Playoff pairings set at World Men’s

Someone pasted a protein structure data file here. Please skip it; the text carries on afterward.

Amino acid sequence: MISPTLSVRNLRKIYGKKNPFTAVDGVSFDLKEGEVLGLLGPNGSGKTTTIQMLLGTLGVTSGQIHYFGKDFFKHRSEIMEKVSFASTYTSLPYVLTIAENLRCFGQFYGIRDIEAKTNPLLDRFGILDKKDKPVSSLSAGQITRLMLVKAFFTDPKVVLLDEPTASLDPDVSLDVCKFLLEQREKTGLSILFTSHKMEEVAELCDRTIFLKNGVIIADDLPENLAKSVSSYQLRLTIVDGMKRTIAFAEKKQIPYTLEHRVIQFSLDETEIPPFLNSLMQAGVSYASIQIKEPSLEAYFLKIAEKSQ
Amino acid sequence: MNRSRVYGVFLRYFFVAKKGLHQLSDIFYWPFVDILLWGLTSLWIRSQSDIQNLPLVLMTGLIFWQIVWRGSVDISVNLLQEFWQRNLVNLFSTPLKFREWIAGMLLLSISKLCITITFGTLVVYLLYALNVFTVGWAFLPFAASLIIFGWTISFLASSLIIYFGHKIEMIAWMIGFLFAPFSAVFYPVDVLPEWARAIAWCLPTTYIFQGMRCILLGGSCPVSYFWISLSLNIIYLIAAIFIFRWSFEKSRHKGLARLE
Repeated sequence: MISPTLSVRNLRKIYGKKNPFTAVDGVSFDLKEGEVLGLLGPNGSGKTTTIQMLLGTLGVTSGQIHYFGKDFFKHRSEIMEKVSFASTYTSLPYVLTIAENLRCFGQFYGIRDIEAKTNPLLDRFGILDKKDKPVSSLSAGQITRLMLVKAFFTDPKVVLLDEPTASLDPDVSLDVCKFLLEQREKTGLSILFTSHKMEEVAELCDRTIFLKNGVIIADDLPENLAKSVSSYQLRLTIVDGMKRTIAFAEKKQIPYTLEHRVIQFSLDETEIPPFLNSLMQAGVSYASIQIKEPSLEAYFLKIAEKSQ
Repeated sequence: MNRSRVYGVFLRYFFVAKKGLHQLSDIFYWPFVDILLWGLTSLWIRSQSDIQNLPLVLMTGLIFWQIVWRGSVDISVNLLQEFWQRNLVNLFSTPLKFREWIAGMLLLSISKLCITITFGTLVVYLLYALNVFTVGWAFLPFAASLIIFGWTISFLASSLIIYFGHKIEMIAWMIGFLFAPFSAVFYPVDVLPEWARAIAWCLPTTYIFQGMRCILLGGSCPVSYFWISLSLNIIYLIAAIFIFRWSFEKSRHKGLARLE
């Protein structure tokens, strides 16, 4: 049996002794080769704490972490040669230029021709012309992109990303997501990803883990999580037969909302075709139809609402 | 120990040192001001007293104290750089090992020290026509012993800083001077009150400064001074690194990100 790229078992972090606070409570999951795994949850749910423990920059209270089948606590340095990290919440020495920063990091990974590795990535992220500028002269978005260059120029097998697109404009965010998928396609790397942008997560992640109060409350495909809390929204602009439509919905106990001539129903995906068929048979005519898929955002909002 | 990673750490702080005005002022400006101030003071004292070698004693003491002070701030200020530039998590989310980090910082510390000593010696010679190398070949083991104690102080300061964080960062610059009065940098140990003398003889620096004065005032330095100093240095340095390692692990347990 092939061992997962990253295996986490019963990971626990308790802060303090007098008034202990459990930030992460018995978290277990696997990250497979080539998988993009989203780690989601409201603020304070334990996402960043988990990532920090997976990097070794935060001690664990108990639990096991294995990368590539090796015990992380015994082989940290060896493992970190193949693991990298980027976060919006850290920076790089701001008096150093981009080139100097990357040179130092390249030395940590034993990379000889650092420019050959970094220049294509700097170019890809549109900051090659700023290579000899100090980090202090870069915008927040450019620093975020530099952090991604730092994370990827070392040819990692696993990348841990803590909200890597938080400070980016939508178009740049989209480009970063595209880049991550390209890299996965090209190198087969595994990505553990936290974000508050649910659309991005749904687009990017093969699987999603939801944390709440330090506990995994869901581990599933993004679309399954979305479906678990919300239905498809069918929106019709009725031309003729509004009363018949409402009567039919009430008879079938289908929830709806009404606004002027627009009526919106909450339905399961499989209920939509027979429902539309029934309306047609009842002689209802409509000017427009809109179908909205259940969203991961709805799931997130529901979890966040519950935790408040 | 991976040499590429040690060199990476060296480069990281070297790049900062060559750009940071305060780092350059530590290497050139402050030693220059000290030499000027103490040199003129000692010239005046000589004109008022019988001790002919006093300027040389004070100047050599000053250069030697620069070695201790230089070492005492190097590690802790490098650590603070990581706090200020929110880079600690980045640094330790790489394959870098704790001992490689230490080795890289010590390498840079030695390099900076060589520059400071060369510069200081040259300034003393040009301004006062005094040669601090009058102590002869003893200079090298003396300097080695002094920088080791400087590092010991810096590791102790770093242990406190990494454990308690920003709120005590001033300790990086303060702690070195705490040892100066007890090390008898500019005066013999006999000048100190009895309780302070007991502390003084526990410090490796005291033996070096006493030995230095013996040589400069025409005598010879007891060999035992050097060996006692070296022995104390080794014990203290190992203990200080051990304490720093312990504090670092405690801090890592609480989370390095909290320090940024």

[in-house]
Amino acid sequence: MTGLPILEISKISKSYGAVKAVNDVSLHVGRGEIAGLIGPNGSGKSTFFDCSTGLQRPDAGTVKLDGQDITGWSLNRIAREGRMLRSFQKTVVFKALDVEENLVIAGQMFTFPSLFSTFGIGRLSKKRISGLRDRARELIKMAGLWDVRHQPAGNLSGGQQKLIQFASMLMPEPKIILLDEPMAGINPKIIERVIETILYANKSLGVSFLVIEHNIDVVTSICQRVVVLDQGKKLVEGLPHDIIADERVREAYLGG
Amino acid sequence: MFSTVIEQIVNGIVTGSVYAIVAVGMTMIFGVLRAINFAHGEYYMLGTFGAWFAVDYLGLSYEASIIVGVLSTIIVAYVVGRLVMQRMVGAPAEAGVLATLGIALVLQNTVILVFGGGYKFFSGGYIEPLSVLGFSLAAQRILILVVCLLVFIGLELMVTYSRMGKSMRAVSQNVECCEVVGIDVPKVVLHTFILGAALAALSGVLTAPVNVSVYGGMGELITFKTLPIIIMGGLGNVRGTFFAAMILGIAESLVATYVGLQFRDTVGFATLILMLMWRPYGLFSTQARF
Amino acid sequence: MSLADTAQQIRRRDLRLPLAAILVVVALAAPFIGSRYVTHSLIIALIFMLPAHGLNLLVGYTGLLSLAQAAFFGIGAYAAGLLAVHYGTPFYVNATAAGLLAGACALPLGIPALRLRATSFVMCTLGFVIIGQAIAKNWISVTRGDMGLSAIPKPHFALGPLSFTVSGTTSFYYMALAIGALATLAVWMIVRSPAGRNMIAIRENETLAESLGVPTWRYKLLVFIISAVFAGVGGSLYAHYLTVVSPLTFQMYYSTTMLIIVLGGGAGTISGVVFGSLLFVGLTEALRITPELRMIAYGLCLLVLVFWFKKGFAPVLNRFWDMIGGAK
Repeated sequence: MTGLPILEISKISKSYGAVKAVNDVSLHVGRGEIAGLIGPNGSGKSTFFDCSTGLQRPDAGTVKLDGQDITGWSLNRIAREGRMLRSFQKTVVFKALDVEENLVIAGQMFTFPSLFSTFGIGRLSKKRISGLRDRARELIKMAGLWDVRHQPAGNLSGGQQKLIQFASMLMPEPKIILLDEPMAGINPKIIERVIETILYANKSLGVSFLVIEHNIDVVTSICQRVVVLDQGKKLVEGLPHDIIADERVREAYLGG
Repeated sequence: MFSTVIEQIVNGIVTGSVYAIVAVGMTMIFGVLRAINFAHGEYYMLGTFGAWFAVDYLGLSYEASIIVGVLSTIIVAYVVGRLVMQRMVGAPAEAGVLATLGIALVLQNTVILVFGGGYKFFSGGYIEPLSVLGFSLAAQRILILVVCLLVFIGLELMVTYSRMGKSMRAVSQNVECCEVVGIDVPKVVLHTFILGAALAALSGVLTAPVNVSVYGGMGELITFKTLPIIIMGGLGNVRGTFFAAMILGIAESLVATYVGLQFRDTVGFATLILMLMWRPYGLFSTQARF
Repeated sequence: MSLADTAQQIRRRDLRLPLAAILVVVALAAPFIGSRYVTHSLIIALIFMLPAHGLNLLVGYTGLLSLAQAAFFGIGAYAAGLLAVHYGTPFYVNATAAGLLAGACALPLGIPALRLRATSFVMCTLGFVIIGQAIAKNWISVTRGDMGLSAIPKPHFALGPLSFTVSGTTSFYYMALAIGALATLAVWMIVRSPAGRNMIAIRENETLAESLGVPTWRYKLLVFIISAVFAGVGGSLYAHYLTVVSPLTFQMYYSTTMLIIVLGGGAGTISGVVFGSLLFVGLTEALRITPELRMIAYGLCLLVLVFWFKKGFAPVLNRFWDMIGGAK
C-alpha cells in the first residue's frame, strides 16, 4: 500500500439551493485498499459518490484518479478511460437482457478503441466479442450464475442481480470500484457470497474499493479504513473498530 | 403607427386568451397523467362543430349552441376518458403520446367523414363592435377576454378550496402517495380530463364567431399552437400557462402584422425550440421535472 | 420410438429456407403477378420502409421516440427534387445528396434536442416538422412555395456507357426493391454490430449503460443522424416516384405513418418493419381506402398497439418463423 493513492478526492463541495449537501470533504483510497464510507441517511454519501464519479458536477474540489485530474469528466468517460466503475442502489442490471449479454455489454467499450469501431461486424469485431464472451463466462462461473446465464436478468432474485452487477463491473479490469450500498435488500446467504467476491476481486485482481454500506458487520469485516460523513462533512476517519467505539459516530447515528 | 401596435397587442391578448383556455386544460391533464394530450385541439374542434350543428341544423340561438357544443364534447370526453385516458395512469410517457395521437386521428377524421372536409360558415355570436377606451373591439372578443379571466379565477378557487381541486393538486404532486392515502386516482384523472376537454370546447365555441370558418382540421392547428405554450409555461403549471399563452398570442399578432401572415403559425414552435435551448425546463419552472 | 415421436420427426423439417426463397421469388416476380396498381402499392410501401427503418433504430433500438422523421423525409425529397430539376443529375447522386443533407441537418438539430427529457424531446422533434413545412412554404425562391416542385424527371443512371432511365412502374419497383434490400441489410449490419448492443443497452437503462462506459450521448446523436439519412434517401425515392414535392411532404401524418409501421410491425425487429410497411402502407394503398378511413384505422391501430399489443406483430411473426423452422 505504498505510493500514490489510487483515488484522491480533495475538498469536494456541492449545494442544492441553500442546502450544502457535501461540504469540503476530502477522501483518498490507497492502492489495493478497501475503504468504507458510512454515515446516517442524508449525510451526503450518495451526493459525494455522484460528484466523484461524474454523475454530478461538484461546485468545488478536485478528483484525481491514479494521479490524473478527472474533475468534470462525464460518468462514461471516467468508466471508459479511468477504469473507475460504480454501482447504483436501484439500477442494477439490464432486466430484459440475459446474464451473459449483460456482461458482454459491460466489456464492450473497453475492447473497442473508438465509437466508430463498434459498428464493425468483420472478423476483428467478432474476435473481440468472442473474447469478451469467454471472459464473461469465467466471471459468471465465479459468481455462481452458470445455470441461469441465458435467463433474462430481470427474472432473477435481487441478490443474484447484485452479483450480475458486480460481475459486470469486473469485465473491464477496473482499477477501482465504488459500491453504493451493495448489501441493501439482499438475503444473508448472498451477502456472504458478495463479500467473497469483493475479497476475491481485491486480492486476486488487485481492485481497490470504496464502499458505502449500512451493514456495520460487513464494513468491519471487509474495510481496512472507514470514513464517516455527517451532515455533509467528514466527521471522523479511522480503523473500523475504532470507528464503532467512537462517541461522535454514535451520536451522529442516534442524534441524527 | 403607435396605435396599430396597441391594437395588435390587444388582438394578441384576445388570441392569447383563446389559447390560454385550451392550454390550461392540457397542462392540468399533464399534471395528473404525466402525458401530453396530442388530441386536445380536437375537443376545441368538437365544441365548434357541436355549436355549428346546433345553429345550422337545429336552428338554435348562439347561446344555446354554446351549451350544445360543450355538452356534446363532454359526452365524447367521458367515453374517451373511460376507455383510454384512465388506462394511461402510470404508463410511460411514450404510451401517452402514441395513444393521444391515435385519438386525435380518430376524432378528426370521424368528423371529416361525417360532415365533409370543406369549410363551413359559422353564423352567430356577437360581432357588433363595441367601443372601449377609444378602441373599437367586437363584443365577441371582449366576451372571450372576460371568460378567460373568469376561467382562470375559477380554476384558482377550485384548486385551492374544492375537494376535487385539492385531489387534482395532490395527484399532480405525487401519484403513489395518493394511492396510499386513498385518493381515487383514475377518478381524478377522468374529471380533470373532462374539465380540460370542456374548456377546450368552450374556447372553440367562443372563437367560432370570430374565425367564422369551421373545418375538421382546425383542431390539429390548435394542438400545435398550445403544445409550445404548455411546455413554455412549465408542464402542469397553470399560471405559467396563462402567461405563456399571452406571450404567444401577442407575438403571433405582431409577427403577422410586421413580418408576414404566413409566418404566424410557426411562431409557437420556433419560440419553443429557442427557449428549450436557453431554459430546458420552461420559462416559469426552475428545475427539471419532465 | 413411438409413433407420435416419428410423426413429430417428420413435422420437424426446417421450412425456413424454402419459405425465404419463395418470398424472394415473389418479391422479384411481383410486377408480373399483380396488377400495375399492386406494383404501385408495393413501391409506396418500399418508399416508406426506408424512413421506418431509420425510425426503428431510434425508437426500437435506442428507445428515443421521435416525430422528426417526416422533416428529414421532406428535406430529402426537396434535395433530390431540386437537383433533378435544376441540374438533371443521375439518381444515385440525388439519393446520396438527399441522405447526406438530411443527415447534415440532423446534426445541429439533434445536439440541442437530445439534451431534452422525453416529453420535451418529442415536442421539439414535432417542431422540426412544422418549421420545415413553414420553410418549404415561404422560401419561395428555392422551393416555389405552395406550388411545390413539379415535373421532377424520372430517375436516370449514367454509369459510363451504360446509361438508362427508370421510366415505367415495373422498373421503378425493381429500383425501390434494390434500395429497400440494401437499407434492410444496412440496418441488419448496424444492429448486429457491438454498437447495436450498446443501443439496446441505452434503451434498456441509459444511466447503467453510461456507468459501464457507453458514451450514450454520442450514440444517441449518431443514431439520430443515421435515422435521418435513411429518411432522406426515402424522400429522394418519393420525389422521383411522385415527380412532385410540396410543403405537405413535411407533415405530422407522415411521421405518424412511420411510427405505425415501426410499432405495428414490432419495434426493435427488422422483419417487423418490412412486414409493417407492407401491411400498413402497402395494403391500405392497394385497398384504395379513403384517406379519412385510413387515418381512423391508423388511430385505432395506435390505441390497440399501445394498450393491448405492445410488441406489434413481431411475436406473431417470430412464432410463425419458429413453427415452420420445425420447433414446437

The playoff pairings have now been established at the Capital One World Men’s Curling Championship in Cortina d’Ampezzo, after the conclusion of the round robin on Thursday evening. Norway, skipped by Torger Nergård, claimed first place in an exciting showdown with Canada’s Kevin Koe, winning 9-8 by counting one in the 10th end in the see-saw affair, which eventually came down to last rock. After Canada took one in the first, Norway responded with three in the second end for a 3-1 lead. For the next five ends, the teams traded deuces and were knotted at seven after seven ends. Norway then took one in the eighth before Canada tied it in the ninth, prior to the deciding 10th frame, when Nergård drew the four-foot for the win. Both Canada and Norway had advanced to the showdown by beating China earlier in the day…Canada by a 9-3 count in the morning, while Norway was a 6-3 winner in the afternoon. The result left Norway, the recent Olympic silver medallists, with a 10-1 mark, while Canada dropped to 9-2. Both will meet again in the Page Playoff 1 vs 2 game Friday evening at 7:00 pm local time. The winner will advance to Sunday’s final (4:00 pm local) while the loser goes to Saturday afternoon’s semi-final at 4:30 pm (local time). Both the semi-final and final can be seen live across Canada on TSN, at 10:30 am ET and 10:00 am ET, respectively. Nergård had this to say about the key win. “It wasn’t easy coming into the championship without Tom (skip Thomas Ulsrud, who had to return to Oslo prior to the start of the championship for a family illness), but I think we have showed that we can play well. We are a small nation and there are not many curlers compared to the choice in Canada. “Winning that game puts us in pretty good shape for the playoffs and our goal now is to win a medal – that last draw was the hardest shot that I had to make all week.” Afterwards, a disappointed Koe said, “Well, I struggled out there tonight, it wasn’t my best game personally. So it was a little disappointing, but that happens sometimes – we’ll be OK for tomorrow. I’ve got a better game than that, so it’s a minor blip – we’ll be fine tomorrow.” Norway has just three world men’s titles to its name, the last by Eigil Ramsfjell in 1988, while Canada has taken 31 crowns, the last by Kevin Martin in 2008 in Grand Forks, North Dakota. The United States, with 2006 Olympic bronze medallist Pete Fenson at the controls, finished in third place at 8-3, winning both of its games on Thursday, 8-4 over Germany and 10-2 over Sweden. Meanwhile, Scotland, skipped by two-time world champion Warwick Smith, wound up fourth, also at 8-3 but placed fourth for its 7-5 round robin loss to the United States, after dropping its finale, 9-7 to Switzerland. That means the United States will face Scotland in the Page 3-4 game Saturday morning at 10:00 am local time, with the winner advancing to the semi-final, while the loser goes to Sunday morning’s bronze medal game. The balance of the field wound up as follows: Denmark (Ulrik Schmidt), 7-4; Switzerland (Stefan Karnusian) and Germany (Andy Kapp), 5-6; Sweden (Per Carlsén), 4-7; France (Thomas Dufour), Italy (Joel Retornaz) and China (Fengchun Wang), 3-8 and Japan (Makoto Tsuruga), 1-10.